Study shows an improved way to model type 2 diabetes in mice
Type 2 diabetes affects the lives of millions of Americans and is estimated to cost $327 billion in health care and productivity lost annually. It is also associated with pain, lower urinary tract or bladder dysfunction, depression and systemic inflammation, affecting quality of life for patients. To investigate that, scientists most commonly utilize animal models—mice specifically—to explore potential treatments, which may not reflect the complexity of the condition, a study has found.
The University of Alabama at Birmingham’s Robert Sorge, Ph.D., associate professor in the College of Arts and Sciences’ Department of Psychology, along with Asia Wiggins, his doctoral student in the Behavioral Neuroscience Graduate Program, Timothy Kraft, Ph.D., professor in the School of Optometry’s Department of Opthalmology and Vision Science, and Anas Alsulami, lab manager, have published a study in the journal Physiology and Behavior that shows an improved way to model type 2 diabetes in mice.
Generally, despite the evidence that carbohydrates are an underlying cause for type 2 diabetes and the first-line treatments are aimed at reducing carbohydrates, preclinical studies utilize high-fat diets almost exclusively. Sorge’s study examined whether the common symptoms of type 2 diabetes were better modeled with the standard high-fat diet or a higher-carbohydrate diet that he developed, called the Standard American Diet.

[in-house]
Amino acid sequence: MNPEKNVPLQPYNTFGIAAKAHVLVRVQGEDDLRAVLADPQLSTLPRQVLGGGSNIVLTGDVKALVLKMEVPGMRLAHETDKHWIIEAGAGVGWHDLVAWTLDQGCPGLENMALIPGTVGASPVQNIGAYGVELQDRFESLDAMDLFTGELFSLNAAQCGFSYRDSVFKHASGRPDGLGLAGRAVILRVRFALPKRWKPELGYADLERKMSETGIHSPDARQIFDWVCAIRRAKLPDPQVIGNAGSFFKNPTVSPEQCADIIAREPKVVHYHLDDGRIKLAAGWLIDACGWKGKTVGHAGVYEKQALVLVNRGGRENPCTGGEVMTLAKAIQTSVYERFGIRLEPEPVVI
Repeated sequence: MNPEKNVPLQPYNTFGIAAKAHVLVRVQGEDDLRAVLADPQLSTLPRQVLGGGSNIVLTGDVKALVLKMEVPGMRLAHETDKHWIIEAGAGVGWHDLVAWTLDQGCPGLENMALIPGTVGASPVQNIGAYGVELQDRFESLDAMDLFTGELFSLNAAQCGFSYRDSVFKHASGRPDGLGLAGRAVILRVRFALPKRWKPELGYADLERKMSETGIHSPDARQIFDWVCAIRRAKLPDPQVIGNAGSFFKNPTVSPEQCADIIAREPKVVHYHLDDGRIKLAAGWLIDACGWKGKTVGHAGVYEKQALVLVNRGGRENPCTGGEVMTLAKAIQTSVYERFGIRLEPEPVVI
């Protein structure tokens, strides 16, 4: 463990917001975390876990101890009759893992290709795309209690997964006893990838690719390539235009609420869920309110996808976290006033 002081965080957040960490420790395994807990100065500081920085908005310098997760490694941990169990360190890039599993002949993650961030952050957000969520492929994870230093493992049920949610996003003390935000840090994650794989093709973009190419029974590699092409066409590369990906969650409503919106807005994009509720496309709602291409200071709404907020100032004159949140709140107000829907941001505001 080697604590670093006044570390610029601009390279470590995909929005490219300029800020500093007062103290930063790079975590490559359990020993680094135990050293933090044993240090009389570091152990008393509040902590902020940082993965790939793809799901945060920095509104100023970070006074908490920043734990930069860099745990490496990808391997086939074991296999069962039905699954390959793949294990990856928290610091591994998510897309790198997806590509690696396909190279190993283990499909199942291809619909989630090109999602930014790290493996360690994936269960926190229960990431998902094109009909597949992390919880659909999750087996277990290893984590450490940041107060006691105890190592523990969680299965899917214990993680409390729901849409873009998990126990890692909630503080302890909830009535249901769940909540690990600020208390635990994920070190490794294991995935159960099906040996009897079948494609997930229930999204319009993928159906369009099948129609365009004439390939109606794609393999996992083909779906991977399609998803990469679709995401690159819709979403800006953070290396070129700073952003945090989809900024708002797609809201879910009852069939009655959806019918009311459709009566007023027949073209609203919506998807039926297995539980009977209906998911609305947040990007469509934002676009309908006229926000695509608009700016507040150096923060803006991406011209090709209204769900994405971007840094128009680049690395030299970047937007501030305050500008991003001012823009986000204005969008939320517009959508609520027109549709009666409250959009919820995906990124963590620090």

The researchers fed several diets to mice over the course of 35 weeks and found that the common symptoms of glucose intolerance, slower wound recovery, changes in retinal responses to light and retinal thickness were modeled by their SAD, but not the HFD. Interestingly, the HFD resulted in obesity, but that was not related to the other symptoms.
“The goals of the study were to determine whether we could develop and validate an improved model of type 2 diabetes in mice that replicated more of the constellation of problematic symptoms seen in clinical populations,” Sorge said. “We were able to demonstrate that our diets resulted in a type 2 diabetes-related phenotype and that obesity was not necessary for symptom development.”
Sorge believes preclinical models of type 2 diabetes should focus on human-relevant diets that aid in the development of a host of disorder-specific conditions. “Better models may produce better data and allow for early detection strategies to be developed and tested,” he said.
Building on the findings of this study, Sorge will continue to examine more symptoms related to type 2 diabetes and investigate the time course of symptom development. That could determine whether specific biological changes can signal the future development of type 2 diabetes, to aid in detection and prevention.